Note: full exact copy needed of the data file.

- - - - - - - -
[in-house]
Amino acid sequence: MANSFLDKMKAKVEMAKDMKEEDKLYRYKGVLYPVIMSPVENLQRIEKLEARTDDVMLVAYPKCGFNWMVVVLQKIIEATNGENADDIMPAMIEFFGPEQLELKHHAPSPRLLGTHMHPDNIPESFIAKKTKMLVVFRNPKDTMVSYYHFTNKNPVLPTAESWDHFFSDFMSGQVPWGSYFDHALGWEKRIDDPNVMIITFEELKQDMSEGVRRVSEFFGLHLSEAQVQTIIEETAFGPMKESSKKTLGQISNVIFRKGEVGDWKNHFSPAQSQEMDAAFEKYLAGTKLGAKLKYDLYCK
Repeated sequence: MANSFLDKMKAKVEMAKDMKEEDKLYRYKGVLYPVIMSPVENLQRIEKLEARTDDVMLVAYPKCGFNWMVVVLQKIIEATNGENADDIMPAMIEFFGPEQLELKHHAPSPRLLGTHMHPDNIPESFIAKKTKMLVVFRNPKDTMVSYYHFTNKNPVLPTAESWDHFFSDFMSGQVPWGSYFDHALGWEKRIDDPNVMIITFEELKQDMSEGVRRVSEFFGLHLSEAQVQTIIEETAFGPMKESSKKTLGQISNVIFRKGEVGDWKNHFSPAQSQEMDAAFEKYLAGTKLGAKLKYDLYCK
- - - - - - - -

[in-house]
Amino acid sequence: MANSFLDKMKAKVEMAKDMKEEDKLYRYKGVLYPVIMSPVENLQRIEKLEARTDDVMLVAYPKCGFNWMVVVLQKIIEATNGENADDIMPAMIEFFGPEQLELKHHAPSPRLLGTHMHPDNIPESFIAKKTKMLVVFRNPKDTMVSYYHFTNKNPVLPTAESWDHFFSDFMSGQVPWGSYFDHALGWEKRIDDPNVMIITFEELKQDMSEGVRRVSEFFGLHLSEAQVQTIIEETAFGPMKESSKKTLGQISNVIFRKGEVGDWKNHFSPAQSQEMDAAFEKYLAGTKLGAKLKYDLYCK
Repeated sequence: MANSFLDKMKAKVEMAKDMKEEDKLYRYKGVLYPVIMSPVENLQRIEKLEARTDDVMLVAYPKCGFNWMVVVLQKIIEATNGENADDIMPAMIEFFGPEQLELKHHAPSPRLLGTHMHPDNIPESFIAKKTKMLVVFRNPKDTMVSYYHFTNKNPVLPTAESWDHFFSDFMSGQVPWGSYFDHALGWEKRIDDPNVMIITFEELKQDMSEGVRRVSEFFGLHLSEAQVQTIIEETAFGPMKESSKKTLGQISNVIFRKGEVGDWKNHFSPAQSQEMDAAFEKYLAGTKLGAKLKYDLYCK